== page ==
At first, it makes a lot of them mad! The inverted classroom definitely goes against student expectations about education and the roles of teacher and student. For many students, particularly younger ones, education is about copying down what the teacher says and then duplicating it on a test; the teacher’s job is to tell the students what is on the test; and the students’ job is to take the test. When you flip things around and make students responsible for acquiring basic knowledge and then put them to work in the classroom instead of letting them passively record lectures, it upsets the system many of them have come to know and, unfortunately, love.

But in the long run, what the inverted classroom does to students is that it prepares them for lifelong learning. In their future jobs, and in their future lives, there will be no classtime lectures on the things they need or want to know. For instance, when I became a parent, there was no class to attend the first time my oldest daughter woke up in the middle of the night with a 105 degF fever. I had to do some very fast web and book searches and piece together what was going on so that I could take the correct next step. You can find similar examples everywhere from life, family, work, hobbies. You don’t, and often can’t, wait for someone to give you a lecture and work out 100 examples that will be on a test. Instead, you have to go looking for relevant information and learn the basics on your own and be able to put the basics to work in a live situation. The inverted classroom puts students in the position of being responsible agents for their own education just as they will be, repeatedly, later in life.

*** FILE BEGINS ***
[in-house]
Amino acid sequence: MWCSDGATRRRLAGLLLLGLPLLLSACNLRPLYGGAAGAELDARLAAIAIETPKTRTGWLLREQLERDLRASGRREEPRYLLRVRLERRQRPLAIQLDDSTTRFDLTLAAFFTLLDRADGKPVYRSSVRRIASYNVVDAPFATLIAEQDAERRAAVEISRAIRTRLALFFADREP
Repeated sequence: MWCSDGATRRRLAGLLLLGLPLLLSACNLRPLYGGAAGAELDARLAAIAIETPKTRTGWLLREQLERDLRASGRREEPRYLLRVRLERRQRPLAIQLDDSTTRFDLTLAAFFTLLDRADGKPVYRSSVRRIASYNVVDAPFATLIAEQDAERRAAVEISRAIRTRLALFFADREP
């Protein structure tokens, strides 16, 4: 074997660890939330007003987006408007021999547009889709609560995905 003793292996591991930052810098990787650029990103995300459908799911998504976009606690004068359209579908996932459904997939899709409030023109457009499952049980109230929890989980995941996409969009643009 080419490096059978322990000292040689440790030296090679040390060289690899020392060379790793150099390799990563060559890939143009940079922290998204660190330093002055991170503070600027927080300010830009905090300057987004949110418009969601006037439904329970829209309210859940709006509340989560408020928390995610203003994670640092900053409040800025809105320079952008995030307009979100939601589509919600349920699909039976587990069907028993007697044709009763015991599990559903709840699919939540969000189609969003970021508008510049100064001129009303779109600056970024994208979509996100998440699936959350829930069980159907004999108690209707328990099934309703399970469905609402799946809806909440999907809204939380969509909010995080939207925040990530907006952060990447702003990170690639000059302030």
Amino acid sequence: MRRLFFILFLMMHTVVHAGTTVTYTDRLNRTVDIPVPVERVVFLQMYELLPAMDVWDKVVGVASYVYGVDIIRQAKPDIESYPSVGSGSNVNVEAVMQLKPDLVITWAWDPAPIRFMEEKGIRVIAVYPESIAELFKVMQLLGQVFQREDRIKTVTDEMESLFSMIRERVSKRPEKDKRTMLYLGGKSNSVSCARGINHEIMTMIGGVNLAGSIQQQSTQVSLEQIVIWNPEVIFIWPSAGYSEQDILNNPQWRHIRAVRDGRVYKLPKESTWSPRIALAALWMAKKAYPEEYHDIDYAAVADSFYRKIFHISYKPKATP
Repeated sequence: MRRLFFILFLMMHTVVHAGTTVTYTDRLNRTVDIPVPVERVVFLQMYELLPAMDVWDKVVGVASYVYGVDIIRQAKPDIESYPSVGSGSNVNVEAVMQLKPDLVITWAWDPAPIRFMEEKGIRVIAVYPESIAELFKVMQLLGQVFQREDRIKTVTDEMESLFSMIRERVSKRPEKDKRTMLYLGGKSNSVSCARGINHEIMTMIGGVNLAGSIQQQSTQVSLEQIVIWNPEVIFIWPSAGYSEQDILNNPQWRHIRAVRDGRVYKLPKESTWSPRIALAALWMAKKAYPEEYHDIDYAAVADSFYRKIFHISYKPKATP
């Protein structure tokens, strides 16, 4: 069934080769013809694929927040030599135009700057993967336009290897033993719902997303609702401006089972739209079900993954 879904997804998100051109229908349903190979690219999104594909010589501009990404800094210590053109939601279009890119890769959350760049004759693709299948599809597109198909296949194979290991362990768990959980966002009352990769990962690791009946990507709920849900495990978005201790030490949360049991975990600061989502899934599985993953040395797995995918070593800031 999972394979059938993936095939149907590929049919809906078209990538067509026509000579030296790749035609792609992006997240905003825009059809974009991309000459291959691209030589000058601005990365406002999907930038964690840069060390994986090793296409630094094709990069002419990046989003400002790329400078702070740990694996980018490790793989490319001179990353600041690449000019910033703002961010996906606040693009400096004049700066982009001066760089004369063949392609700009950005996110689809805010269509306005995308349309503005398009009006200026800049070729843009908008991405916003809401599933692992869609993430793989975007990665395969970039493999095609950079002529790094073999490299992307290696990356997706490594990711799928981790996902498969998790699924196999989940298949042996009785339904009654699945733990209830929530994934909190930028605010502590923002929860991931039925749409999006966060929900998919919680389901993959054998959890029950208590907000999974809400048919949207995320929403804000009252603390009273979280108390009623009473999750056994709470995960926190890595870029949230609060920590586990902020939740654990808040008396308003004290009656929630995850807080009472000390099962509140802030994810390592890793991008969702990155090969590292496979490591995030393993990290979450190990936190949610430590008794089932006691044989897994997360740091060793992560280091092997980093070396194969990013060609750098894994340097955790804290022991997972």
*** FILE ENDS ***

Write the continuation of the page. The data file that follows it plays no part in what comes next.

4. Do you feel the university will be replaced by such technologies
mentioned above? If no, do you feel that some pronouncements by people like Bill Gates or certain politicians are a bit premature?

Education is fundamentally a human activity. Cognitive research has shown us time and again that deep learning almost always takes place in a social context. As such, I don’t see online video or other similar resources as being replacements for higher education. Instead, those technologies allow the human element to be enhanced in university classrooms. For example, if we can move lectures to an online setting, it frees up lots of time for collaborative work in the classroom among students and between students and professors. Far from replacing the human element of education, technology can — and should — allow our humanity to be accentuated and more deeply involved in learning.

5. Finally, is a STEM graduate functionally illiterate if they lack programming skills? Why so?

I don’t know about “illiterate”, but I would certainly say that they would be no more than just technicians, people who can operate machinery but don’t know how it works. Computers used to be a highly specialized technology used by only a few people — back when programming consisted either of punch cards or arcane low-level languages. But these days, everybody in the STEM disciplines uses computers all the time, and the ability to custom-create functional software for specific tasks on the fly is essential to being a professional STEM practitioner. The complexity of information and tasks that we work with these days guarantees that off-the-rack software is not always going to meet our needs — there will inevitably be a situation where you’ll have to program something to get it to do exactly what you need. If you can’t do that, the next person in line for the job probably can! And anyway, the languages available for non-computer scientists to work with these days — MATLAB, Python, Visual Basic, etc. — are so easy to use that there’s no reason why STEM people shouldn’t learn how to work with them.